In 1972, with the debut of the 116 series, Mercedes-Benz luxury sedans were given their own name: the S-Class. The new limousine was characterised, among other things, by a comprehensive safety concept that included a fuel tank installed above the rear; collision protection shaft that prevented the tank from catching fire in a rear-end collision.

During its fifth-year production run, the car featured an all-new safety system, which later became an industry standard. In December 1978, the 116 model series S-Class was the first car fitted with an ABS – anti-lock braking system. As a result, the car remained steerable even with maximum braking and the stopping distance on slippery surfaces was shortened. This system was jointly developed by Mercedes-Benz and Bosch.


Mercedes-Benz S-Class ‒ 126 model series

With the current-gen S-Class, the 223 model series, Mercedes-Benz invented the frontal airbag for rear-seat passengers. But did you know that Mercedes-Benz is also the inventor of airbags as we know it today?

Back in 1981, the 126 model series S-Class became the first car in the world to come with airbags as standard. Initially, it was offered with only a driver-side airbag, but from 1988, the model got an additional airbag for the front passenger too.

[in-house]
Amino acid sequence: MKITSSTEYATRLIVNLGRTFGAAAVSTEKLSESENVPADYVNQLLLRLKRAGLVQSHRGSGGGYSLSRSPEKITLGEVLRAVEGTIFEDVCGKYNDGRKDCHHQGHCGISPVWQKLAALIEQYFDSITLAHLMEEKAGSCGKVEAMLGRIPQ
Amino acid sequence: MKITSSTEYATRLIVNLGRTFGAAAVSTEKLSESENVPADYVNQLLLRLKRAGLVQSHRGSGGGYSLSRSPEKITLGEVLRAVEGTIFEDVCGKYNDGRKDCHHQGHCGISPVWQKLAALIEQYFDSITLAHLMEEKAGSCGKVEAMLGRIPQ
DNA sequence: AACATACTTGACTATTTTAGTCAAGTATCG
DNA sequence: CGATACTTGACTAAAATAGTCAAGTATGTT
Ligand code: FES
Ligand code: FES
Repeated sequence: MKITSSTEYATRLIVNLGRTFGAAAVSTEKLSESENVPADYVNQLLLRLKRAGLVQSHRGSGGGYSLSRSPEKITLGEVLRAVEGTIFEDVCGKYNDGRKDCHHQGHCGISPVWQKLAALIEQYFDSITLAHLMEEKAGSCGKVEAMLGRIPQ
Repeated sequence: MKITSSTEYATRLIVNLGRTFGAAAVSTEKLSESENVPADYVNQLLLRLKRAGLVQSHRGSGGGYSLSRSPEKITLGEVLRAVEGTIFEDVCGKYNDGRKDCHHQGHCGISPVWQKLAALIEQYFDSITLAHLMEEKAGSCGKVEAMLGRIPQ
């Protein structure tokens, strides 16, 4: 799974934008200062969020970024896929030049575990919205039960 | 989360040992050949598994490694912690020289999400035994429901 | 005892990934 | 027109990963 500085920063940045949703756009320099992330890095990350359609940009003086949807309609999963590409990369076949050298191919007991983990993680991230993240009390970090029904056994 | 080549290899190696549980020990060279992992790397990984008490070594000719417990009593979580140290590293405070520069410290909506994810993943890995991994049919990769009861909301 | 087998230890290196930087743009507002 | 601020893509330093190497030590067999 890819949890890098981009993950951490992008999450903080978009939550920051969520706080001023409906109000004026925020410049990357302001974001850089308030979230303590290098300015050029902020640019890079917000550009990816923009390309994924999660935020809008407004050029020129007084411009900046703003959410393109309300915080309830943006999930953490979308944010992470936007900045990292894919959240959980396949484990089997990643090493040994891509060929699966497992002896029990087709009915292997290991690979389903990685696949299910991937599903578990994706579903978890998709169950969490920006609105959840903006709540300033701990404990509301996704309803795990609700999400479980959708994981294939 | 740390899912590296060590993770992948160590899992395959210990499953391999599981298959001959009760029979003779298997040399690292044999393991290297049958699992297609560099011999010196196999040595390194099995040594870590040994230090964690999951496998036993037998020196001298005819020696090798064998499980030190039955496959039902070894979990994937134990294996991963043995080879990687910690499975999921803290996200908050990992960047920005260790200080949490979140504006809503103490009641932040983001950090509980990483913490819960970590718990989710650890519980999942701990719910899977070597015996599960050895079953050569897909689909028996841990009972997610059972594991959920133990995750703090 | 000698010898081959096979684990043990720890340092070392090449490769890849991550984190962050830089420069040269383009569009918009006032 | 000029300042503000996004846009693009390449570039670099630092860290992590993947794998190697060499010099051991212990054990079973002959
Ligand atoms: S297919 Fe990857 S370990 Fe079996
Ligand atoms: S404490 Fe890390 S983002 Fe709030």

The airbag was jointly developed by the then Daimler-Benz AG and Bosch. By 1992, the driver's airbag became standard equipment in all of the brand's models, followed by a front passenger airbag as a standard safety feature in 1994.

Mercedes-Benz S-Class ‒ 220 model series

From here on, the journey of the modern S-Class had begun. It had already garnered the name and fame that it deserved. With its coupé-like appearance, the new S-Class was not only classic to look at; it was also relatively safe even by Mercedes-Benz standards. In 2002, the 'PRE SAFE' early occupant protection system was introduced, which prepares occupants for a possible impending collision by automatically initiating measures to ensure their optimal protection.